There are multiple issues here. Why should the rehabilitation choice be linked to the amended land use purpose? Why can’t it simply be a free choice irrespective of what the government does with the acquired land? Why can’t it incentivize the long-term national policy of re-skilling people and diverting productive human resources to other sectors? These perversions arise out of the “mai baap” worldview that the state knows it all and it is the state’s responsibility to baby sit the subjects for rest of their lives.
There is another dark clause in the LARR Act 2013 that prohibits market based land transactions (technically in excess of 100 acre). This section states that even if the land is directly acquired from the titleholders, the R&R part of the LARR act would still apply. This clause is intended to stop buyers going direct to the market owing to the fear of onerous conditions in the R&R section. Why have such a clause to block market mechanisms? Also why arbitrarily set a limit of 100 acres; especially when a typical gated community, or a mid size factory or a university would require land in excess of that?
If the justification is that the social impact goes much beyond titleholders, then why 100 acres? Why not start with 1 acre? Why not regulate every application of amendment to land use purpose of agricultural land? Whatever is the unspecified rationale of those experts who drafted this act, this arbitrary limit forces the buyers to phase their land requirements to avoid this trap.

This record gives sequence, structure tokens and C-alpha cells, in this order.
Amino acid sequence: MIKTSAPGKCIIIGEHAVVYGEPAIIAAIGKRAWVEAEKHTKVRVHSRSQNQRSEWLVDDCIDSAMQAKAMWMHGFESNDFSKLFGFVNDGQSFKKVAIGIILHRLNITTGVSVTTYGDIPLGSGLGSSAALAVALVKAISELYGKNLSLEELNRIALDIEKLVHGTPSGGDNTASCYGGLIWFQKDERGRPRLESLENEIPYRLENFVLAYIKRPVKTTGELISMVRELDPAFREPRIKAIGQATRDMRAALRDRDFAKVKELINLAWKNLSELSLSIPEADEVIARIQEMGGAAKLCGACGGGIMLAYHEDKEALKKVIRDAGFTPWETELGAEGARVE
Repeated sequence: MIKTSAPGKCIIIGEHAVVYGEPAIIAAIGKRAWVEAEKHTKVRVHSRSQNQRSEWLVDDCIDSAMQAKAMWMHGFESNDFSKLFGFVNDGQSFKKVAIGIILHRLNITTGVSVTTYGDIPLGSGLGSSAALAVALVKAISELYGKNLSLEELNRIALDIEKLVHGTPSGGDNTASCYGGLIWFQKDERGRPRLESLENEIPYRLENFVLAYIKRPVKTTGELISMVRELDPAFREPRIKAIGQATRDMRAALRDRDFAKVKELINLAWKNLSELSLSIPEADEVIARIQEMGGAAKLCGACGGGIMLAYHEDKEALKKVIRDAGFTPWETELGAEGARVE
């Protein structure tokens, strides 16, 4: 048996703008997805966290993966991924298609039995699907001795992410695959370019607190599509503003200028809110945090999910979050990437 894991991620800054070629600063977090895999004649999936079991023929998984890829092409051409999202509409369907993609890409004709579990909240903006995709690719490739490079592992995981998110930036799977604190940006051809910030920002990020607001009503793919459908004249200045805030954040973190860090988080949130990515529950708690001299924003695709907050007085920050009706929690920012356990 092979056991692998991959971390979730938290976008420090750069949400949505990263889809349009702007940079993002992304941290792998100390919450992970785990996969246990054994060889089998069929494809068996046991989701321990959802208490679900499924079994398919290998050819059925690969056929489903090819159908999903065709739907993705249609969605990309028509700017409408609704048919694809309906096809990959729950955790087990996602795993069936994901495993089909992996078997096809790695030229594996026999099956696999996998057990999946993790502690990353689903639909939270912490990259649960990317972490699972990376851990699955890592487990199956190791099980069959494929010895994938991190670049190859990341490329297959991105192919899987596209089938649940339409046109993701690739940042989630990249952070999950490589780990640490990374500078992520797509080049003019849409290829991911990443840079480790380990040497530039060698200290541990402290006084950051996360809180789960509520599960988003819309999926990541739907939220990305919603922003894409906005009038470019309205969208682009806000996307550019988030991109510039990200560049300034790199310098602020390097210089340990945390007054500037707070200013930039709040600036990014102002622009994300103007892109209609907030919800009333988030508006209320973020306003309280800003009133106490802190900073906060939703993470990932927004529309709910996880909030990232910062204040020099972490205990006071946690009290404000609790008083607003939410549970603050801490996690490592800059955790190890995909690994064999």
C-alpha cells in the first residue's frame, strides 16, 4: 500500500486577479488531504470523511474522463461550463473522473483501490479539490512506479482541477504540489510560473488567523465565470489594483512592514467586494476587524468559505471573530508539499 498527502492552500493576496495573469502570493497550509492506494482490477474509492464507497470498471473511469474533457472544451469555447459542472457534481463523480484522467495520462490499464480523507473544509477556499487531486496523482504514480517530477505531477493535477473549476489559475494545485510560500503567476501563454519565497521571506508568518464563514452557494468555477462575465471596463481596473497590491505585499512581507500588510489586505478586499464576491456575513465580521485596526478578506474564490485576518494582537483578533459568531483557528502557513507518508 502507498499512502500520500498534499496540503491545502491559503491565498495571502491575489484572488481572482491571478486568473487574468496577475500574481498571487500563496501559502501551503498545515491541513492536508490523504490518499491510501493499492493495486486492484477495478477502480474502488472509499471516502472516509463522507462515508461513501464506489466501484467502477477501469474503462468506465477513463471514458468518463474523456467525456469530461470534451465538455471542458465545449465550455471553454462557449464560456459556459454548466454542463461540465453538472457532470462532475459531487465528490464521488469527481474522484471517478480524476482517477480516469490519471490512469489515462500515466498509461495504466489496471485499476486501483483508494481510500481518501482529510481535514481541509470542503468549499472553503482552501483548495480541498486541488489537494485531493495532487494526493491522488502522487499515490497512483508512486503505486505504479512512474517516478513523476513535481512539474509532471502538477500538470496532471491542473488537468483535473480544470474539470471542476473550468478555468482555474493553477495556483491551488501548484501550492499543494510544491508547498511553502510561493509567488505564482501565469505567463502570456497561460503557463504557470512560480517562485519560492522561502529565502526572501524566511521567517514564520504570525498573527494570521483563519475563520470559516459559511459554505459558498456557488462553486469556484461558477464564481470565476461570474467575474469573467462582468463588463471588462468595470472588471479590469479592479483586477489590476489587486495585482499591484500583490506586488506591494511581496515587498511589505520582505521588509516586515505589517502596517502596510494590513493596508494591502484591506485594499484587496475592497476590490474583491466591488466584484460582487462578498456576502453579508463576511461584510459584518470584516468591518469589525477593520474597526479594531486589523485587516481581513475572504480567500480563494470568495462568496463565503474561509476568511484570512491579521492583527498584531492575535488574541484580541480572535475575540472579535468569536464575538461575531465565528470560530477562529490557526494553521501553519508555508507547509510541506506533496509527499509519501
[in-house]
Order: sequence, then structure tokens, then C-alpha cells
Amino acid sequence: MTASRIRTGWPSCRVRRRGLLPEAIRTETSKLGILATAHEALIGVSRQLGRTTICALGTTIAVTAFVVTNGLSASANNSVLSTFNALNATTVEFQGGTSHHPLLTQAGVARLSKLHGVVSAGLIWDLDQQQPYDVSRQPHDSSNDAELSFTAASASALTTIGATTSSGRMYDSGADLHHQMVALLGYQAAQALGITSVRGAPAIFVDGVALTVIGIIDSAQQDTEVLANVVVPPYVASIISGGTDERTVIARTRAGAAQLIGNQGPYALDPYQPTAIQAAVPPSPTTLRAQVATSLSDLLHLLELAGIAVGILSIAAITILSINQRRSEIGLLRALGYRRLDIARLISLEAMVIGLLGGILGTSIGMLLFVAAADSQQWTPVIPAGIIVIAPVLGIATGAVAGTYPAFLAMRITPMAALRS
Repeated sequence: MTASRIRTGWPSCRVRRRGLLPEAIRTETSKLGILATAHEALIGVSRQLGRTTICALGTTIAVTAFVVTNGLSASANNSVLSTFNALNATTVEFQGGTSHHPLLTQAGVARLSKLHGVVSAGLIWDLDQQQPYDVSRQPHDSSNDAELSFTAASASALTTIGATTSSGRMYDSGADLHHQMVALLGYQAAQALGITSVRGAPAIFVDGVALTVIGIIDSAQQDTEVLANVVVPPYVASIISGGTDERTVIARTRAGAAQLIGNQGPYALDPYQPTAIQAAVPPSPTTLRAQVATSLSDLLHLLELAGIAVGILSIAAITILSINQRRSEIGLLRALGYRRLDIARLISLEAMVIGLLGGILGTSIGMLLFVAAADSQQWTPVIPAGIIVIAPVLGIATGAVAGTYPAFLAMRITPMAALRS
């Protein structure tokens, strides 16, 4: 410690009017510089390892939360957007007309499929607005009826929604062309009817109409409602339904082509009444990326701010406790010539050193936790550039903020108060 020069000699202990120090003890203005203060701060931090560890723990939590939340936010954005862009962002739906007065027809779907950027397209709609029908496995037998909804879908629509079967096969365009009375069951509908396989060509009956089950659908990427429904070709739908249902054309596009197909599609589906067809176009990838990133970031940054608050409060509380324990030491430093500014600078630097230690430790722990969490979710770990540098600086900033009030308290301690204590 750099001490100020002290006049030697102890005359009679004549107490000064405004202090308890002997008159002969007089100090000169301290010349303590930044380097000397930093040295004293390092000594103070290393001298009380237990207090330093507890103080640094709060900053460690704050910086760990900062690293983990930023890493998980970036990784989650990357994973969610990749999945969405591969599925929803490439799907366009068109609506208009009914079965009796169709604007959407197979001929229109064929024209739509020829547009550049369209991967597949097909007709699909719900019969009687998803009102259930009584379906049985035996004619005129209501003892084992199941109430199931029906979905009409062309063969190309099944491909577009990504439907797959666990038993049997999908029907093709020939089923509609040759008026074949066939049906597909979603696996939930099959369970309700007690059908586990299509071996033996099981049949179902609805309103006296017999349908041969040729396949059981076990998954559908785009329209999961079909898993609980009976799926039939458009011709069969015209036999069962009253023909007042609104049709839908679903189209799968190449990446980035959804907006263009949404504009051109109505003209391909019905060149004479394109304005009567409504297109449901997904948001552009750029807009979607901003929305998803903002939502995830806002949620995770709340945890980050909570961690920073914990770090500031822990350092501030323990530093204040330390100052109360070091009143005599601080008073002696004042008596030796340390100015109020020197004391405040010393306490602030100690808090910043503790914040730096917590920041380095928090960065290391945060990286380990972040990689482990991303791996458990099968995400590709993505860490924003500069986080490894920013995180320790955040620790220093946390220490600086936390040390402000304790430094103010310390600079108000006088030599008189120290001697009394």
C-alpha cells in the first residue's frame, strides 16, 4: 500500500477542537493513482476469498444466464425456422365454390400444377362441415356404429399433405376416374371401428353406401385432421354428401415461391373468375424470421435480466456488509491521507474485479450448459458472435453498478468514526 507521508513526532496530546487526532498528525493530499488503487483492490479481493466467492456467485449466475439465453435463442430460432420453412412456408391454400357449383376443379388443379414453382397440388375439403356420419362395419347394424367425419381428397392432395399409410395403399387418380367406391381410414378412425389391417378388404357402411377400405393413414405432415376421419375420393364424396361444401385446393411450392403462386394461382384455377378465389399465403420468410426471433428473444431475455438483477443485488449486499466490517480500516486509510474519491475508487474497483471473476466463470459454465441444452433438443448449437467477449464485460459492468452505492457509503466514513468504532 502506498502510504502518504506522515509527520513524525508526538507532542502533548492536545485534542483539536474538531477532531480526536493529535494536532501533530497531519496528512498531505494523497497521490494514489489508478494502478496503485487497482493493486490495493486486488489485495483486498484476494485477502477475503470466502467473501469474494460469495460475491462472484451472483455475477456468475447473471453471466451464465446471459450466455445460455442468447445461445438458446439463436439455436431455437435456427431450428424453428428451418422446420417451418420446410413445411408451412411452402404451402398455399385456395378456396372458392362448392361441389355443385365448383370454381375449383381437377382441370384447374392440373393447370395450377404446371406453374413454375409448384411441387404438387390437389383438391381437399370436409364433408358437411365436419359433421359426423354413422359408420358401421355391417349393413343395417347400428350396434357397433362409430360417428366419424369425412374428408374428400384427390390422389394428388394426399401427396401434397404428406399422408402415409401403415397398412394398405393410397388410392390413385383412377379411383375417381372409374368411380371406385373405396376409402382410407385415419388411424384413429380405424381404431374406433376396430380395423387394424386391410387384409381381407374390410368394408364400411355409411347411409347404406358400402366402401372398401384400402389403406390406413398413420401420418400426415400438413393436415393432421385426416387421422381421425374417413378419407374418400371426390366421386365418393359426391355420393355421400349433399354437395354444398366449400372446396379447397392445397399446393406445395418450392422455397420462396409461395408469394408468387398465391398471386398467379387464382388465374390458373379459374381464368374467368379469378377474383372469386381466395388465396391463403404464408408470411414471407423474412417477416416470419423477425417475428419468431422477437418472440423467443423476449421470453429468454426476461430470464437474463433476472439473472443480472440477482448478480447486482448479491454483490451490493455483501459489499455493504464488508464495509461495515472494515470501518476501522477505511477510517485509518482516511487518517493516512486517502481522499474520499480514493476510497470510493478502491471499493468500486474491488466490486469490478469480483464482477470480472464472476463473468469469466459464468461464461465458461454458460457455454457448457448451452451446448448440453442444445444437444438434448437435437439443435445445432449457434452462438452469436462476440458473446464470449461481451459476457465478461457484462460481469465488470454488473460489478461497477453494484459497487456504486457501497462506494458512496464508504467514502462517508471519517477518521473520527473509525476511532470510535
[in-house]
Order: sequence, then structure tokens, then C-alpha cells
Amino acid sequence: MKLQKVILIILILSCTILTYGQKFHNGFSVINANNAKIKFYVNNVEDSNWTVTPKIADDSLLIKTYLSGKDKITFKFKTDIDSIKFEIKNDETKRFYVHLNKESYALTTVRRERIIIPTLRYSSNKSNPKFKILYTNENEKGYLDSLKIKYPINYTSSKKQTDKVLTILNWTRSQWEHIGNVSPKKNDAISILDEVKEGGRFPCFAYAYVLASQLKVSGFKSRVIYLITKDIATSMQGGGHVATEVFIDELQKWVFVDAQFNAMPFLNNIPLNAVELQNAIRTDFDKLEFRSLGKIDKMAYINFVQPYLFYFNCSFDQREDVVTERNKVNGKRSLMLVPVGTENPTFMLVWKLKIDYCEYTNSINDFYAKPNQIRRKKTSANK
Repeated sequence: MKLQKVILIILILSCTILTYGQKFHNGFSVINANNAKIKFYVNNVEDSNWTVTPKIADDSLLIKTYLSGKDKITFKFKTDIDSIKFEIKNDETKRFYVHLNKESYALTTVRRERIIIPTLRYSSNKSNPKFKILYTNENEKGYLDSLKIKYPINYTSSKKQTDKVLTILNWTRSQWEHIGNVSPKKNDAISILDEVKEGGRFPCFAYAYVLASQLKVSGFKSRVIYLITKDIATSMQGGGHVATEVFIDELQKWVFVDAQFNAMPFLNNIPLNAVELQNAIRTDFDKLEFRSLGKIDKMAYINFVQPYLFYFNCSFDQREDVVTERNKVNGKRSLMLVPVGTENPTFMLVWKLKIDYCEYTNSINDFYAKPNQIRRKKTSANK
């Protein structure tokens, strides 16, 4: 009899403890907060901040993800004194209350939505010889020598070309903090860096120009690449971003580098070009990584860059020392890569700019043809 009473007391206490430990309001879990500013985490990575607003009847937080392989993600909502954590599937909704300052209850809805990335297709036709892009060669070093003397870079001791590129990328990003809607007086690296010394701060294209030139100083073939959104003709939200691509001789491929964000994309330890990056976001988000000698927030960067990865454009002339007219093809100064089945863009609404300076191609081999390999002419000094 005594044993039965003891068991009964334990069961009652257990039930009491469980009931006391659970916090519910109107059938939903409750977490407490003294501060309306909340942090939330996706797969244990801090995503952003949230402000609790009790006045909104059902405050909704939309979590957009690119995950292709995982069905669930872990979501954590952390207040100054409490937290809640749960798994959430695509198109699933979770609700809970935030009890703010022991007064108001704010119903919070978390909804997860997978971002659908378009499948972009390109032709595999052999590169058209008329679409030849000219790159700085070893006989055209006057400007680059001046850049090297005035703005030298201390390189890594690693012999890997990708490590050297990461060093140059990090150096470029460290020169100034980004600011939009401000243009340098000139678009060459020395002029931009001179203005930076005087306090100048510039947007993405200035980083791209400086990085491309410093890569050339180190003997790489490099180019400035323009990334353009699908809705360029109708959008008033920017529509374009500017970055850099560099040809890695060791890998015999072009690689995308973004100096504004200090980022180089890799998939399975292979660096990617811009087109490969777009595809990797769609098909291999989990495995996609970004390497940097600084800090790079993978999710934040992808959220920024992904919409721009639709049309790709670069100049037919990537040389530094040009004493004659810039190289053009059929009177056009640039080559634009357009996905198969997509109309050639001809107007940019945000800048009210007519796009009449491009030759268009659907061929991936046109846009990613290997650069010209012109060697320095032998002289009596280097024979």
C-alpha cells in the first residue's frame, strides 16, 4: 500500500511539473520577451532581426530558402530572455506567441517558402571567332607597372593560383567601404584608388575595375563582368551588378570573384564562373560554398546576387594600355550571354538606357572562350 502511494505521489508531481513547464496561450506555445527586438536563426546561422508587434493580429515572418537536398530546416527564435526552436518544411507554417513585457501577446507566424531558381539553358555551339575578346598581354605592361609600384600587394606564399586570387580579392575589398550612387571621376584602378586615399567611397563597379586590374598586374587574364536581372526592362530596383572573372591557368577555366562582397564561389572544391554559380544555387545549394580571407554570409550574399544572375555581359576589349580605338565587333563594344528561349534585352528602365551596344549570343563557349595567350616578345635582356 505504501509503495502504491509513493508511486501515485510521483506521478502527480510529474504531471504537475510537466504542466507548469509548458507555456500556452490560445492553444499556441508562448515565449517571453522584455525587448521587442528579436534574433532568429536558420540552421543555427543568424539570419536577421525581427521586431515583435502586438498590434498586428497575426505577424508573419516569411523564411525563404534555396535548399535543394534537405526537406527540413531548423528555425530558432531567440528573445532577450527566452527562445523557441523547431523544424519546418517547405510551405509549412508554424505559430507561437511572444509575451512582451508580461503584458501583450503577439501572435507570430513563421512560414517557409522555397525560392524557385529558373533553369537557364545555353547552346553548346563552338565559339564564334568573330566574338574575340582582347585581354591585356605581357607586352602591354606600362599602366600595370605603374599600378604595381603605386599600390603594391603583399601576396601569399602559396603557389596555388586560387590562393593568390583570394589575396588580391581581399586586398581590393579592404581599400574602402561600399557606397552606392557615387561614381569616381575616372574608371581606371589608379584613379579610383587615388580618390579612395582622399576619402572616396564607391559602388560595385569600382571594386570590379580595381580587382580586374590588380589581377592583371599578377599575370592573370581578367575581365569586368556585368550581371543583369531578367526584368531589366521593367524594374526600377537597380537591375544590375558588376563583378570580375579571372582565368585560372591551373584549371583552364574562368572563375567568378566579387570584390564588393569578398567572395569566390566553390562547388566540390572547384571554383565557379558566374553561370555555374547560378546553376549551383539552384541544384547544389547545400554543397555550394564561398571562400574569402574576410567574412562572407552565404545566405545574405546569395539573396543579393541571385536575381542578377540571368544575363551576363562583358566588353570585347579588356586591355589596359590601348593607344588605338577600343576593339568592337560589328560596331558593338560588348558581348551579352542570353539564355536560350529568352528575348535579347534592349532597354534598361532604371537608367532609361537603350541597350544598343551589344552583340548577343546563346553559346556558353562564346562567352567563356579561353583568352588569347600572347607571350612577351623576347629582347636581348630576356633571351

However a simple game theoretic analysis reveals that affected people (or NGOs in that area) can quickly see through this ploy. So as soon as the projected requirement hits 70 acres or 80 acres, people are going to hold out assuming that the buyer is phasing the requirement. The sellers have no incentive of letting the market transaction go through, because if they hold out they can get four times the market value of the same land. Hence both clever buyers phasing the requirement (and) genuine buyers in need of land lesser than 100 acres, will suffer. The only Nash equilibrium for this situation is a NO-GO for market transaction when the total requirement is suspected to exceed 100 acres.
Hence LARR Act 2013 perversely blocks market transactions, even on the basis of a mere suspicion and forces buyers (perfectly capable of buying via market mechanisms) to instead approach the government for acquisition. This will hit the economy massively.
The term social audit is misleadingly used by analysts to describe what is defined in the LARR Act as social impact and public purpose assessment. An audit is a non-intrusive retrospective exercise to measure effectiveness of a process; but this is anything but an audit.
One would assume the government does its homework in terms of assessing the public welfare of a particular project proposal, much before involving itself in the process of land acquisition. One can even argue that this assessment is unnecessary when the government is compensating over the roof on any equivalent market transaction. Assuming it is required, it is in fact the government (with access to all relevant experts from diverse multi-disciplinary fields) that is best placed to decide the larger public welfare arising from a particular project.
The whole notion of public purpose/welfare is utilitarian in its definition and can only be performed at a macro level where visibility exists to all the beneficiaries and affected parties. For example, a hydro-power project may be based in Himalayas, but the consumers of electricity could be located in a far away metro like Delhi. However for some bizarre reason the LARR Act leaves the assessment of public purpose/welfare to a local committee. This is like setting up a process to fail by its sheer design!